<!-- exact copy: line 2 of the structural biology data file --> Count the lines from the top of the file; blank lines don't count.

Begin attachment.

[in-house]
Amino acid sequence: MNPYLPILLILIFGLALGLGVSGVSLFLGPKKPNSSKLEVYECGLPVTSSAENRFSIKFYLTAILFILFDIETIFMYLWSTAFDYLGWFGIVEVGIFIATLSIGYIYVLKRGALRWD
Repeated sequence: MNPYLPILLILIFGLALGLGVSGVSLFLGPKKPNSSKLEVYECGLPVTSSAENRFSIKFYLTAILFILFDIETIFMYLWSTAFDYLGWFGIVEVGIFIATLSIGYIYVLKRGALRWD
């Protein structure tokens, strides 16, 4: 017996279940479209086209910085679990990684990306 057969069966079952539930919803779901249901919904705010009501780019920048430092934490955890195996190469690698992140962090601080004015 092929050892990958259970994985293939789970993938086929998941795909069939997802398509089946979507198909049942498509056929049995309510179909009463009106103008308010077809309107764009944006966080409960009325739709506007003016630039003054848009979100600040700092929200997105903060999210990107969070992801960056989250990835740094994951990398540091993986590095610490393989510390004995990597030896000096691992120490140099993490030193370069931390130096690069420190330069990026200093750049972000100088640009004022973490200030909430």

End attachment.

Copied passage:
Amino acid sequence: MNPYLPILLILIFGLALGLGVSGVSLFLGPKKPNSSKLEVYECGLPVTSSAENRFSIKFYLTAILFILFDIETIFMYLWSTAFDYLGWFGIVEVGIFIATLSIGYIYVLKRGALRWD